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Hoffmann, R. A wiki for the life sciences where authorship matters. Nature Genetics (2008)

Inositol polyphosphate 1-phosphatase is a novel antihypertrophic factor.

Activation of G(q)-coupled alpha(1)-adrenergic receptors leads to hypertrophic growth of neonatal rat ventricular cardiomyocytes that is associated with increased expression of hypertrophy-related genes, including atrial natriuretic peptide ( ANP) and myosin light chain-2 (MLC), as well as increased ribosome synthesis. The role of inositol phosphates in signaling pathways involved in these changes in gene expression was examined by overexpressing inositol phosphate-metabolizing enzymes and determining effects on ANP, MLC, and 45 S ribosomal gene expression following co-transfection of appropriate reporter gene constructs. Overexpression of enzymes that metabolize inositol 1,4,5-trisphosphate did not reduce ANP or MLC responses, but overexpression of the enzyme primarily responsible for metabolism of inositol 4,5-bisphosphate (Ins(1,4)P(2)), inositol polyphosphate 1-phosphatase (INPP), reduced ANP and MLC responses associated with alpha(1)-adrenergic receptor-mediated hypertrophy. Similarly overexpressed INPP reduced ANP and MLC responses associated with contraction-induced hypertrophy. In addition, overexpression of INPP reduced the increase in ribosomal DNA transcription associated with both hypertrophic models. Hypertrophied cells from both cell models as well as ventricular tissue from mouse hearts hypertrophied by pressure overload in vivo contained heightened levels of Ins(1,4)P(2), suggesting reduced INPP activity in three different models of hypertrophy. These studies provide evidence for an involvement of Ins(1,4)P(2) in hypertrophic signaling pathways in ventricular myocytes.[1]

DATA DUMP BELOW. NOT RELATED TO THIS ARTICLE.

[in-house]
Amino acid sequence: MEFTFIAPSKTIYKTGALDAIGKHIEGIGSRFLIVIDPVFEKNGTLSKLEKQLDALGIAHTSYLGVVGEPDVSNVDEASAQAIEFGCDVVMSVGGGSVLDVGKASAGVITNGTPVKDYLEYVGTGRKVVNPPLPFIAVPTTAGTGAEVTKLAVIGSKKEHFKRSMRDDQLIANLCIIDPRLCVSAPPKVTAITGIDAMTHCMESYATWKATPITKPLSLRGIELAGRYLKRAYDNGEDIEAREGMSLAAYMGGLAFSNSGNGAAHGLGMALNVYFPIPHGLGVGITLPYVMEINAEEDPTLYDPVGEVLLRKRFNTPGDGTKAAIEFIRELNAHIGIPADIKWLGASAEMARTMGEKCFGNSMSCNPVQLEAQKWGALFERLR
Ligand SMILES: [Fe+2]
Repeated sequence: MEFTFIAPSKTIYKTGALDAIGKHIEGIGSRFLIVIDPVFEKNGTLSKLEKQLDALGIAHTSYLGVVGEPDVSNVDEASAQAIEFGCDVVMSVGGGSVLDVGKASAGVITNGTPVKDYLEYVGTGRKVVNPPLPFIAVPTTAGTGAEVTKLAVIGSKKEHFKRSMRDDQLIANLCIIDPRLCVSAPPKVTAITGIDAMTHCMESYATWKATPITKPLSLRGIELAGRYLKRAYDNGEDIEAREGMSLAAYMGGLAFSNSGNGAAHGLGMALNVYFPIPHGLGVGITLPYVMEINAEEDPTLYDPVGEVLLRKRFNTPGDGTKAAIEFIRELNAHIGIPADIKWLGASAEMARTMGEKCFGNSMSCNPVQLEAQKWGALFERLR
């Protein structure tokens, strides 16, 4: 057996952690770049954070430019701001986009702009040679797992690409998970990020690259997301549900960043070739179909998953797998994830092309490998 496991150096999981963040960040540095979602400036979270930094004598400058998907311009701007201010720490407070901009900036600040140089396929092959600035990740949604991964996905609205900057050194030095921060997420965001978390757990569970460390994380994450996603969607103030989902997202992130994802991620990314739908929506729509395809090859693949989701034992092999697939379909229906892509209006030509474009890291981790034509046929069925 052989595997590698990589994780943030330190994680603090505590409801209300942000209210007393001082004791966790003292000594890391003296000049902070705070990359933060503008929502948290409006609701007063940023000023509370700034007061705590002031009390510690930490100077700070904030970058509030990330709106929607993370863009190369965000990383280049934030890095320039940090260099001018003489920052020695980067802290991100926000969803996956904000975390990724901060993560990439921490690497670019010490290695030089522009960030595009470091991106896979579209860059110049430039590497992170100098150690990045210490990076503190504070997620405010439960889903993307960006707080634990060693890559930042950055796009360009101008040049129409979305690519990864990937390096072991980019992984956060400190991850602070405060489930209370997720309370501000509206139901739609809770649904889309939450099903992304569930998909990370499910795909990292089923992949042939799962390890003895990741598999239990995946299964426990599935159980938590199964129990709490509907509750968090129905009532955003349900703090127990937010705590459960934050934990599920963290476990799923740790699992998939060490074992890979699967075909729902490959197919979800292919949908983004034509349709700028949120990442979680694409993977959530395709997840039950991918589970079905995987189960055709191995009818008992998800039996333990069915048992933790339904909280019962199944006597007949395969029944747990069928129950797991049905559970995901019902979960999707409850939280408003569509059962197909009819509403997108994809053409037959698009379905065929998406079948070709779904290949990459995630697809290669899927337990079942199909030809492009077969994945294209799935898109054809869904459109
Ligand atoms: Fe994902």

1. Inositol polyphosphate 1-phosphatase is a novel antihypertrophic factor. Woodcock, E.A., Wang, B.H., Arthur, J.F., Lennard, A., Matkovich, S.J., Du, X.J., Brown, J.H., Hannan, R.D. J. Biol. Chem. (2002) [Pubmed]
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